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Inside Central State Hospital's history

Central State Hospital in Milledgeville is a product of the 19th century's effort to help care for mentally ill patients. It was once the world's largest mental health hospital. It housed more 12,000 patients in the 1960s.

With so many years gone by and so many stories to tell, what history lies behind these walls?

Historian Edwin Atkins is fascinated with Milledgeville and its history.

"Milledgeville State Hospital, the State Asylum, the Sanitarium," Atkins said. "The patients were brought here usually in a car or ambulance, police. They came down this driveway, and they were offloaded under the front porch into a secure door and then taken in for processing,"

The Center Building was completed in 1858. Its doors were often a symbol of a patient's road to recovery.

In 1879, it was named for Dr. Theophilus Powell, the hospital's superintendent from 1879 until 1907. Atkins said Powell is considered one of the fathers of mental health reform. "

"He got rid of the chains and bars on the windows and really ate with the patients and really felt that it was a family kind of environment," Atkins said.

The building's intricate details and architecture echoed Powell's thinking about how a mental health hospital should look.

"They did not want to infer that the family was coming to a prison or to an insane asylum. That did not have a moral kind of attitude and therapy about it," he said.

On the edge of the pecan grove sits the Jones Building, the heart of Central State Hospital in the 1800s. Atkins said it's where the operating room, cafeteria, X-ray and pathology rooms were."

The operating room was one place where Gloria Williams said she assisted doctors during her 30 years as a nurse.

"There were patients everywhere," she said.

Williams said she came to Central State in January 1960. She had several roles, including teaching nursing students how to care for patients.

"It was rewarding, but it was also challenging," she said. "Very often, we would do 75 or 80 shock treatments, or ESTs. Our shock days were Monday, Wednesday and Fridays."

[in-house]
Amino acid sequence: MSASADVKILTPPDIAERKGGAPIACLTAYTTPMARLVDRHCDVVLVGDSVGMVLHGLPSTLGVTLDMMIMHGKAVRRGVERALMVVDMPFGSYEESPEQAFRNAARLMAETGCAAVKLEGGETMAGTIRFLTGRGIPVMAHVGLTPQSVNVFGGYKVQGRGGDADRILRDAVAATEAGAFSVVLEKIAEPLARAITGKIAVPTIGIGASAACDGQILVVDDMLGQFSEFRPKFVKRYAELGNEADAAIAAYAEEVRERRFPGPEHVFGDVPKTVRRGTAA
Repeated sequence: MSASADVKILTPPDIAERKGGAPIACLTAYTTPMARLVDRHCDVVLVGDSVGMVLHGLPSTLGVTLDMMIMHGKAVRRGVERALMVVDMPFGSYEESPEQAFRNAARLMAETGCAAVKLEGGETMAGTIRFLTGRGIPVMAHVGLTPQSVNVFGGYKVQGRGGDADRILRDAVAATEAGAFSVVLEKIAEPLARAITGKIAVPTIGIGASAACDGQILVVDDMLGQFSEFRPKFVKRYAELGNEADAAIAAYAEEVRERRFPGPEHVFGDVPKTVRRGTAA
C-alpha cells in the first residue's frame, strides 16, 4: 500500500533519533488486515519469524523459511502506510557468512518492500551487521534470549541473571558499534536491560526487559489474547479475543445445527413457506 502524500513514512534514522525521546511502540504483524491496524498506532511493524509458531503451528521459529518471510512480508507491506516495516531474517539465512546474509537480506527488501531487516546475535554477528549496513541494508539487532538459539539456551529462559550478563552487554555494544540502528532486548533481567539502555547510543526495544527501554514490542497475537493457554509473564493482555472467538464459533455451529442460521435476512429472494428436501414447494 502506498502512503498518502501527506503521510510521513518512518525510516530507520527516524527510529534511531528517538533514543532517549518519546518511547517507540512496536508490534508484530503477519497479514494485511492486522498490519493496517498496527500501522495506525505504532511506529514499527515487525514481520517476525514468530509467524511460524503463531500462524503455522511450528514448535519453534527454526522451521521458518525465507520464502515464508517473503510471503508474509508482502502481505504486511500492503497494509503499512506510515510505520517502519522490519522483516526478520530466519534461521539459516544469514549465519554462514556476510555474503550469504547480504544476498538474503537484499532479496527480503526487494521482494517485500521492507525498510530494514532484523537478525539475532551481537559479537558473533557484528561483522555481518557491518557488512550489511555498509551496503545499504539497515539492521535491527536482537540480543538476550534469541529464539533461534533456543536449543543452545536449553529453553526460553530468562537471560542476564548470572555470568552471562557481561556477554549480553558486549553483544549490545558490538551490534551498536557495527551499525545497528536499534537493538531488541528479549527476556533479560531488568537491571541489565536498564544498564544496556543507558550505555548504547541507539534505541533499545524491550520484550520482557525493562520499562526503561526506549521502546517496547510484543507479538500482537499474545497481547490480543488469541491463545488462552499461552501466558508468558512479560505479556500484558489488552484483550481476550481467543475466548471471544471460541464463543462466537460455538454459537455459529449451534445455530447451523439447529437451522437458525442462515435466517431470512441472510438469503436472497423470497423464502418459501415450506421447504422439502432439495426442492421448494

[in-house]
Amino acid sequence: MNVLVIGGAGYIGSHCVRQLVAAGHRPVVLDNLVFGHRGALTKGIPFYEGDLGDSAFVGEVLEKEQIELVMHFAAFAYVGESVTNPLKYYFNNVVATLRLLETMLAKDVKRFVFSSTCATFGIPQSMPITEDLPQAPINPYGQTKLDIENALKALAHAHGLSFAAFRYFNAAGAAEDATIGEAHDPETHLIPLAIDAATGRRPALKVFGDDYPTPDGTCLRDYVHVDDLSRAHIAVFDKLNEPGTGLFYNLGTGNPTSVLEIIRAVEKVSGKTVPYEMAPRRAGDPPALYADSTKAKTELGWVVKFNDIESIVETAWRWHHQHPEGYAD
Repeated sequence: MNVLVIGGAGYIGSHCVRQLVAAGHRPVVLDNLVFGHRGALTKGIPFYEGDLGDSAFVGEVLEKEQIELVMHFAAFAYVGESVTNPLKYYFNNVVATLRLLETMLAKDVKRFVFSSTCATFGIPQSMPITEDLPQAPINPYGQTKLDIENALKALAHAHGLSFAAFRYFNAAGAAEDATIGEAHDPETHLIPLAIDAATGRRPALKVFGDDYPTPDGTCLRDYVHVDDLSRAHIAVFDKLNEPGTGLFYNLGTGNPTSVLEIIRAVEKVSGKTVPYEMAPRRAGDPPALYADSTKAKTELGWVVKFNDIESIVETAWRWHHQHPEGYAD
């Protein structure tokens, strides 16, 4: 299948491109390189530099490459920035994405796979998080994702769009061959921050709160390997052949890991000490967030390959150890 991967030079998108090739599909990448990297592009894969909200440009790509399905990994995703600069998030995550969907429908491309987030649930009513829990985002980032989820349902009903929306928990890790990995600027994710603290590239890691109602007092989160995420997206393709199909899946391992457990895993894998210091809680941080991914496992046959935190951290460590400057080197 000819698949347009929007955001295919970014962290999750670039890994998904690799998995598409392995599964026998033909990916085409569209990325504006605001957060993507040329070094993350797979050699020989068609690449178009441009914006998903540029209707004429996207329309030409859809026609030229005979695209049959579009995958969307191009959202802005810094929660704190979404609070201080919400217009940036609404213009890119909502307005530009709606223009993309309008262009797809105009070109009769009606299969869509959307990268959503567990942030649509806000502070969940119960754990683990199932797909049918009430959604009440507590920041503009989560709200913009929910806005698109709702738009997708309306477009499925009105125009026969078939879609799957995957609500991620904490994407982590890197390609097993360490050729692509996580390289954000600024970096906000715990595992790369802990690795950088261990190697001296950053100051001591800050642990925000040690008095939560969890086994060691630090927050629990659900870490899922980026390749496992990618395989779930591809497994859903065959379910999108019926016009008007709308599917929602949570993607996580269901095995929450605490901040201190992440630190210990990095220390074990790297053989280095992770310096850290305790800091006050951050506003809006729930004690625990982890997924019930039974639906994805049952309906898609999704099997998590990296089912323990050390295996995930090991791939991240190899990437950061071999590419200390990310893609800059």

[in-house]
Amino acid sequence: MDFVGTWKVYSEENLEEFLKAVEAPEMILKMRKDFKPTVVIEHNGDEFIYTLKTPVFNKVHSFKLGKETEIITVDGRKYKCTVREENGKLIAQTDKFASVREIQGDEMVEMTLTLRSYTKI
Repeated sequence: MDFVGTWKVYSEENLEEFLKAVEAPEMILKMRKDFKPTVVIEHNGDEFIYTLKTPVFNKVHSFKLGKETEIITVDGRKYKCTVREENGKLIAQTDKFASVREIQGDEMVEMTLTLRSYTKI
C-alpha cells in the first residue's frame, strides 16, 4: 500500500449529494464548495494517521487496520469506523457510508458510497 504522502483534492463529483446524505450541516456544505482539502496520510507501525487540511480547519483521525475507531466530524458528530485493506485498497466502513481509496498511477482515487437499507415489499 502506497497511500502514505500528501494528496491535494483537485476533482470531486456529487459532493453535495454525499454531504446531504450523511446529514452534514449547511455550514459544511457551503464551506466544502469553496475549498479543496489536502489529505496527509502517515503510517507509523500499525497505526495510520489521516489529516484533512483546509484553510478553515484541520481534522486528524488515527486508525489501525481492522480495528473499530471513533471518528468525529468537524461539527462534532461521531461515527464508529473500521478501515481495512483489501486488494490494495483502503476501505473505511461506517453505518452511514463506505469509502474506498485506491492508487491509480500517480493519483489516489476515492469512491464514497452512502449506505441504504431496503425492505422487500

Before shock treatments, doctors at Central State routinely performed lobotomies, which is removing part of the patient's brain to alter their behavior.

"It was once a desired treatment many years ago for people with severe depression or people who were chronically psychotic or schizophrenic," she said. "I have worked around and with patients who had had lobotomies."

Contrary to popular belief, she said, most patients were not confined to the wards.

"We would have parties out here for the patients. We had watermelon cuttings. We had Easter egg hunts. There was always something going on," she said.

Williams retired in 1995 and the hospital has changed, even since then.

The adult mental health services for Central State Hospital discontinued in 2010, after years of questions about how patients were treated. In Georgia and across the country, mental health services moved away from large institutions to group home settings.

Now, some of the buildings are abandoned and unsafe to enter. But one thing is for sure, Central State Hospital still looms over the city of Milledgeville and in the minds of those who walked the halls.

These days, the Hospital Redevelopment Authority is working to revitalize the campus. Mike Couch runs the organization and said there are several projects they're working on. One is the youth challenge academy, a program designed to help at-risk teens graduate high school. Another is the Bostick Center, a Geriatric facility for elderly parolees.


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